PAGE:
Enigmas of Evolution

n 1902, 70 million years after it tripped lightly through the Mesozoic forests in search of meat, the skeleton of a 20-foothightyrannosaurus was dynamited out of a sandstone bluff near Hell Creek, Mont. Wrapped in burlap and plaster and shipped back to New York, the bones were painstakingly reassembled by fossil curator Barnum Brown of the American Museum of Natural History. It was there, one day in 1947, that they happened to scare the bejesus out of 5-year-old Stephen Jay Gould. With a mouthful of teeth as big as bananas, the great reptile gaped down at the little mammal who had usurped its place at the head of the food chain and set him scurrying for the safety of his daddy's pant leg. It was a sublime epiphany. Long after Gould could stare with equanimity at the skull of tyrannosaurus, he was left with the essential mystery that still motivates him as perhaps America's foremost writer and thinker on evolution: why should dinosaurs have ended up in human museums instead of—as one among an infinite number of evolutionary possibilities—the other way around?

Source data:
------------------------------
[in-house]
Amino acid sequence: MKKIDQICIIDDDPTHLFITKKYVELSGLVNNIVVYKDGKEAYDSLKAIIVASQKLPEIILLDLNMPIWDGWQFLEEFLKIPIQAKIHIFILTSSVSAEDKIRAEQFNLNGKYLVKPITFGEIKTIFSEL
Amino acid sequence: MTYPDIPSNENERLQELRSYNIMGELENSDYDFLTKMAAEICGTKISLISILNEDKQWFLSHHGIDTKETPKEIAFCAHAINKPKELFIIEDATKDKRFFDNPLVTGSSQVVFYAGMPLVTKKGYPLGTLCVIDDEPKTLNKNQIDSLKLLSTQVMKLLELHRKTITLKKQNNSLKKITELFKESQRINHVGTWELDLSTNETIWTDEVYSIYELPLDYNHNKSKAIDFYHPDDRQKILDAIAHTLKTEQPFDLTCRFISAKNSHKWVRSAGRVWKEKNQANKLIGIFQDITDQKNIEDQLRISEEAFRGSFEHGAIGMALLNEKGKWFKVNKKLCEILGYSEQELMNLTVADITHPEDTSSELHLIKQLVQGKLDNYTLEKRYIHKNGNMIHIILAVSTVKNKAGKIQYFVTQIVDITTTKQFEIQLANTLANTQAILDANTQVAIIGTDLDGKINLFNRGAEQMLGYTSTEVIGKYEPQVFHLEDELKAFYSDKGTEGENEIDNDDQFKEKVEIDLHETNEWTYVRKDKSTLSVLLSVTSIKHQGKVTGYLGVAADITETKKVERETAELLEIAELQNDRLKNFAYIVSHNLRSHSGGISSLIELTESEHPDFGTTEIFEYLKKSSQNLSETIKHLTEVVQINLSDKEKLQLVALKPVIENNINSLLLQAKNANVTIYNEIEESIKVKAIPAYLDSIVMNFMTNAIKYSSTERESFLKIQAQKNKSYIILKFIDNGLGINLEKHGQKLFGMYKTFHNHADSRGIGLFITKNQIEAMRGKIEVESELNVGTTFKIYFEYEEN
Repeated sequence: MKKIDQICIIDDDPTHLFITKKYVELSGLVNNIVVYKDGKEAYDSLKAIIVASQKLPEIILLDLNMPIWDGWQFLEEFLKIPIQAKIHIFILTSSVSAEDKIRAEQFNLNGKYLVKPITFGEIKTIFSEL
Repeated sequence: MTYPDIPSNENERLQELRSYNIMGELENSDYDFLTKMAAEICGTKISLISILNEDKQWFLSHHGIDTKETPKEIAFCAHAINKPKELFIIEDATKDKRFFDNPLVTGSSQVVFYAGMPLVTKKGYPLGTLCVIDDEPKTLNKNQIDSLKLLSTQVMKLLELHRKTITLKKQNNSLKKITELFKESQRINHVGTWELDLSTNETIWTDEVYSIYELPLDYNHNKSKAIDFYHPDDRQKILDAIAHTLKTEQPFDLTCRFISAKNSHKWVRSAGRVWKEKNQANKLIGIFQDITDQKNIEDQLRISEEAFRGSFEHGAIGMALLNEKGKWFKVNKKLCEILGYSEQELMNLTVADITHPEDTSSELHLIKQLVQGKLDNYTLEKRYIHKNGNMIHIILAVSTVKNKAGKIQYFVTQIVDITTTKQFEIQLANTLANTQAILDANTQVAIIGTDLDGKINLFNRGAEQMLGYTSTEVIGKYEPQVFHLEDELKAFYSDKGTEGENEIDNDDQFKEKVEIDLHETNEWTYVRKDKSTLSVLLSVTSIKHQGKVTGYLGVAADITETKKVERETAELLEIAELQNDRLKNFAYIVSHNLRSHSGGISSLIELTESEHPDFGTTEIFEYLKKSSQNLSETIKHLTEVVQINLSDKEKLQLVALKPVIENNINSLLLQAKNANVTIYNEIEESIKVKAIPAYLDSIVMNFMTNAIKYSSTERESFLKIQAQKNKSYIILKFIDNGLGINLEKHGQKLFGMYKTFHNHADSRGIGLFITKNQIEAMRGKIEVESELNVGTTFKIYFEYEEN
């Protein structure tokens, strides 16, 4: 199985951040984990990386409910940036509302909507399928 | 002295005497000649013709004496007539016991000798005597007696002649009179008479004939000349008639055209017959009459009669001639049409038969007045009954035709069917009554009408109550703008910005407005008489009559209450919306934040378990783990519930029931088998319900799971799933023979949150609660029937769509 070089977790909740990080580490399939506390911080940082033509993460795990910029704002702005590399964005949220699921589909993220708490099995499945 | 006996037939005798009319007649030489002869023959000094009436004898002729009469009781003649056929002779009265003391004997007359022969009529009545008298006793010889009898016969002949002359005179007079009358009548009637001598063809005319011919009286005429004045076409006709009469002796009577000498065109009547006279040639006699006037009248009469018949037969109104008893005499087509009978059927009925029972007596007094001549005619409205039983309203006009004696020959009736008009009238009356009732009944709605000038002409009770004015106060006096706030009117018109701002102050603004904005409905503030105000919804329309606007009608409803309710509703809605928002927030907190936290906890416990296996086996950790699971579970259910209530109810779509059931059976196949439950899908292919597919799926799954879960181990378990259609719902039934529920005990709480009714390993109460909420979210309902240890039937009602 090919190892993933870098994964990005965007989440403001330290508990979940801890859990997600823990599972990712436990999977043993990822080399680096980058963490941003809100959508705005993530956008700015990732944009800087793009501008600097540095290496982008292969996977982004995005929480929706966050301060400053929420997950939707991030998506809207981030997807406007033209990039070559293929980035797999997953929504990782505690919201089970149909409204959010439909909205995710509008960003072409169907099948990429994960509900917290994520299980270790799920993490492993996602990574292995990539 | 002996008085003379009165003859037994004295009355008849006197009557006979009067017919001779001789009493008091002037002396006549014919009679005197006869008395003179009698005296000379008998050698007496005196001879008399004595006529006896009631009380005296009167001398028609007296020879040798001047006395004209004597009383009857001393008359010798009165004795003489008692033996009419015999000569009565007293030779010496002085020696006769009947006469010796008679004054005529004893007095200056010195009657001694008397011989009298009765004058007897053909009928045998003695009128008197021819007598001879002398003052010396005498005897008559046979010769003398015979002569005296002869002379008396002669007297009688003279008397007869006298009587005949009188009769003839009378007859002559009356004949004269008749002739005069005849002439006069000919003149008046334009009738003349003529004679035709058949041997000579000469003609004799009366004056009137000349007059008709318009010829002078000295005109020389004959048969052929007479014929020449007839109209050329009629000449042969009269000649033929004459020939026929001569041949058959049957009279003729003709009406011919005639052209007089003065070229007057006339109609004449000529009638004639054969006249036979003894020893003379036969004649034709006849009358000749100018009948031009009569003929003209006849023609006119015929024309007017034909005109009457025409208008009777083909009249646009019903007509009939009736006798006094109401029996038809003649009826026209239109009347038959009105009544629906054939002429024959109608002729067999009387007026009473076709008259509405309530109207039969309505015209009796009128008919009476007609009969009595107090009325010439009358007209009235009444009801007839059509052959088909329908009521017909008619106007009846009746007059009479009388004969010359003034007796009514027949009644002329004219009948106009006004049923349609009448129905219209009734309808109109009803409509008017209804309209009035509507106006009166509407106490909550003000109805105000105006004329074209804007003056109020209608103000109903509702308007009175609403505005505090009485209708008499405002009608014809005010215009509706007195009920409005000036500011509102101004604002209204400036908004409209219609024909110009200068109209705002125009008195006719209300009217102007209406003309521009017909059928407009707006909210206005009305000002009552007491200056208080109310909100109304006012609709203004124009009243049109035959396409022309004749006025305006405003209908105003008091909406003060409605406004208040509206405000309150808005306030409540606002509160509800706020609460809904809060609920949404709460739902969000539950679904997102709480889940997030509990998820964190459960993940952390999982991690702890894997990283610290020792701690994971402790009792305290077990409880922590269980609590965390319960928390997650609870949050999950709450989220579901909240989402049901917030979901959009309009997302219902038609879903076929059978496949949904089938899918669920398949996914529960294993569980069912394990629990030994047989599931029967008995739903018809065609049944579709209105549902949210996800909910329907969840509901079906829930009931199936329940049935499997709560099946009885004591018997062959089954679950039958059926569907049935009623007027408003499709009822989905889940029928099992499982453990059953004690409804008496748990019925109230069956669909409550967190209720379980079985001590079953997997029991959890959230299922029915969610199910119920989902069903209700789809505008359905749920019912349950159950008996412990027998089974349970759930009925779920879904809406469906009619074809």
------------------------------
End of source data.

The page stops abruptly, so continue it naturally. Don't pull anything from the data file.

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Myrna Perez Sheldon (2014). Claiming Darwin: Stephen Jay Gould in Contests Over Evolutionary Orthodoxy and Public Perception, 1977–2002. Studies in History and Philosophy of Science Part C: Studies in History and Philosophy of Biological and Biomedical Sciences 45 (1):139-147.

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